After ten years, nearly one-third of college graduates wind up in a job that does not require a college degree, the Wall Street Journal reports.

That should not be surprising. It demonstrates that the supply of college graduates has outpaced demand, which is exactly what you would expect would happen when ample subsidies and societal pressure are applied to increase college attendance. When, as Ms. Trump put it, “all the money pushes you into a four-year college system.”

The average sticker-price of a four-year college, including room and board, is now $50,000 per year. As Barron’s Jack Hough recently pointed out, $200,000 in cash invested in the name of a 22 year old would produce a $3 million retirement nest egg by the age of 68, if the money is invested at about a 6% year return.

This high price is being financed by debt. On average, a college graduate owes twice as much debt as she did twenty years ago, according to the Wall Street Journal.  Educational loans now amount to more than $1.5 trillion. More than one out of ten student loan borrowers will default on their loans.

Federal Reserve economists recently studied the impact all that debt is having on those aged 24 to 32. They found that while it plays a significant role in keeping young people from buying homes, although other factors—including the high price of homes—were more important.

“In surveys, young adults commonly report that their student loan debts are preventing them from buying a home,” Fed researchers Alvaro Mezza, Daniel Ringo, and Kamila Sommer found. “Our estimates suggest that increases in student loan debt are an important factor in explaining their lowered homeownership rates, but not the central cause of the decline.”

This is having a profound effect on American society. People are getting married later, which reduces the number of children they have. Women, in particular, delay marriage when they bear lots of student debt. And a significant number of people who say they do not want children cited student debt as the reason.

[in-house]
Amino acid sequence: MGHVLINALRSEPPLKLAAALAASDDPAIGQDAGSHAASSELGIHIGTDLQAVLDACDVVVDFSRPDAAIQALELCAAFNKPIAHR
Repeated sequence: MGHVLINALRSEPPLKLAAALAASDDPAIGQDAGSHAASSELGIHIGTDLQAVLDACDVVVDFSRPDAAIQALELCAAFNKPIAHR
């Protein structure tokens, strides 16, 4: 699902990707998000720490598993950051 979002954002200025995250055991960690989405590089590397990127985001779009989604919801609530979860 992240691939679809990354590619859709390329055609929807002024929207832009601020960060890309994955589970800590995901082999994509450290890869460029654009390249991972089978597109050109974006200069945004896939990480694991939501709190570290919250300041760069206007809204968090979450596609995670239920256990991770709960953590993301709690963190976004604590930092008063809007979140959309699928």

Twenty-two percent of college graduates were delayed by at least two years in moving out of a family member’s home due to their student loans, a survey of millennials by the National Association of Realtors found. More than half of respondents said they were delayed in continuing their education or starting a family due to student loan debt.

Bernie Sanders and others who have endorsed the idea of relieving students of the burden of paying for college address the debt side of the problem only. And it’s not clear that this is really much progress at all since professors will still have to be paid, buildings maintained, textbooks purchased. So while a student might not have to foot the bill, that debt will need to be borne by workers—which is really just a transformation of individual debt into higher taxes. And if history is any experience, the government will not effectively be able to contain the burgeoning costs. If anything, quite the opposite: cost increases will accelerate once individuals no longer see the bills.

There’s no such thing as a free lunch, even if in a college cafeteria.

The first step to recovery is admitting you have a problem. We have a problem, as Ms. Trump has indicated. Others in Washington, DC, should take note.